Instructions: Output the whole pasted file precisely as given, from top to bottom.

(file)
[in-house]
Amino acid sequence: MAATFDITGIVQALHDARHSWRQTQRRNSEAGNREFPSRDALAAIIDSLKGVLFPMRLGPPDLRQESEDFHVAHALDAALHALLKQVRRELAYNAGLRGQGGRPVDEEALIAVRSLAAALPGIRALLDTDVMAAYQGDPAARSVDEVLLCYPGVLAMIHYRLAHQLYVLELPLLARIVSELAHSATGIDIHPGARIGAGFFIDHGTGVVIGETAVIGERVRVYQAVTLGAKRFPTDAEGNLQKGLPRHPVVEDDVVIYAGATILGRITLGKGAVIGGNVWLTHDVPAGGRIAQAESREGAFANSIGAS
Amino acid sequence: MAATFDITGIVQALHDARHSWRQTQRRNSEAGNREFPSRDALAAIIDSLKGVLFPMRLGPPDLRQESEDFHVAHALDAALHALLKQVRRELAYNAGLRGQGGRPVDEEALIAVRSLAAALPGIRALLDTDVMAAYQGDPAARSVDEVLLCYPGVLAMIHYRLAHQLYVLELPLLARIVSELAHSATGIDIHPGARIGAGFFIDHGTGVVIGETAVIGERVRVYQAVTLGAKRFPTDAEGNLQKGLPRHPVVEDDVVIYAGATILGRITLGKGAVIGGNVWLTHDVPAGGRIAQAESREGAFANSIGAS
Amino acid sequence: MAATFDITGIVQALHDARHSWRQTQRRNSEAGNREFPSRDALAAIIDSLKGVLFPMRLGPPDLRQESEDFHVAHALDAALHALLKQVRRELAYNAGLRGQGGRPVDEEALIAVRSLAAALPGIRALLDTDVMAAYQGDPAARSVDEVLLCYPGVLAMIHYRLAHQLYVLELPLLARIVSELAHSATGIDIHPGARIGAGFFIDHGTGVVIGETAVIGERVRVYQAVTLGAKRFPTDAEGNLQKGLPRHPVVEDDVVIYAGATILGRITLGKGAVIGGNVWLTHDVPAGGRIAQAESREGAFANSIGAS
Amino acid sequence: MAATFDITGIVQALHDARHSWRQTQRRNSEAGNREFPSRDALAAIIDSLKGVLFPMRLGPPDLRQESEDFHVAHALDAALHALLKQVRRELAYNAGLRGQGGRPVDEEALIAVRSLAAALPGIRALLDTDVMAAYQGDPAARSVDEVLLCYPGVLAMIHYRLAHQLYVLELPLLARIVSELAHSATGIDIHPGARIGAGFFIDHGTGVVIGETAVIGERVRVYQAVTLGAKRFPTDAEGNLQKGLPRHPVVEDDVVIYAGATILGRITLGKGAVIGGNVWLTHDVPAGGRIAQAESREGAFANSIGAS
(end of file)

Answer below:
[in-house]
Amino acid sequence: MAATFDITGIVQALHDARHSWRQTQRRNSEAGNREFPSRDALAAIIDSLKGVLFPMRLGPPDLRQESEDFHVAHALDAALHALLKQVRRELAYNAGLRGQGGRPVDEEALIAVRSLAAALPGIRALLDTDVMAAYQGDPAARSVDEVLLCYPGVLAMIHYRLAHQLYVLELPLLARIVSELAHSATGIDIHPGARIGAGFFIDHGTGVVIGETAVIGERVRVYQAVTLGAKRFPTDAEGNLQKGLPRHPVVEDDVVIYAGATILGRITLGKGAVIGGNVWLTHDVPAGGRIAQAESREGAFANSIGAS
Amino acid sequence: MAATFDITGIVQALHDARHSWRQTQRRNSEAGNREFPSRDALAAIIDSLKGVLFPMRLGPPDLRQESEDFHVAHALDAALHALLKQVRRELAYNAGLRGQGGRPVDEEALIAVRSLAAALPGIRALLDTDVMAAYQGDPAARSVDEVLLCYPGVLAMIHYRLAHQLYVLELPLLARIVSELAHSATGIDIHPGARIGAGFFIDHGTGVVIGETAVIGERVRVYQAVTLGAKRFPTDAEGNLQKGLPRHPVVEDDVVIYAGATILGRITLGKGAVIGGNVWLTHDVPAGGRIAQAESREGAFANSIGAS
Amino acid sequence: MAATFDITGIVQALHDARHSWRQTQRRNSEAGNREFPSRDALAAIIDSLKGVLFPMRLGPPDLRQESEDFHVAHALDAALHALLKQVRRELAYNAGLRGQGGRPVDEEALIAVRSLAAALPGIRALLDTDVMAAYQGDPAARSVDEVLLCYPGVLAMIHYRLAHQLYVLELPLLARIVSELAHSATGIDIHPGARIGAGFFIDHGTGVVIGETAVIGERVRVYQAVTLGAKRFPTDAEGNLQKGLPRHPVVEDDVVIYAGATILGRITLGKGAVIGGNVWLTHDVPAGGRIAQAESREGAFANSIGAS
Amino acid sequence: MAATFDITGIVQALHDARHSWRQTQRRNSEAGNREFPSRDALAAIIDSLKGVLFPMRLGPPDLRQESEDFHVAHALDAALHALLKQVRRELAYNAGLRGQGGRPVDEEALIAVRSLAAALPGIRALLDTDVMAAYQGDPAARSVDEVLLCYPGVLAMIHYRLAHQLYVLELPLLARIVSELAHSATGIDIHPGARIGAGFFIDHGTGVVIGETAVIGERVRVYQAVTLGAKRFPTDAEGNLQKGLPRHPVVEDDVVIYAGATILGRITLGKGAVIGGNVWLTHDVPAGGRIAQAESREGAFANSIGAS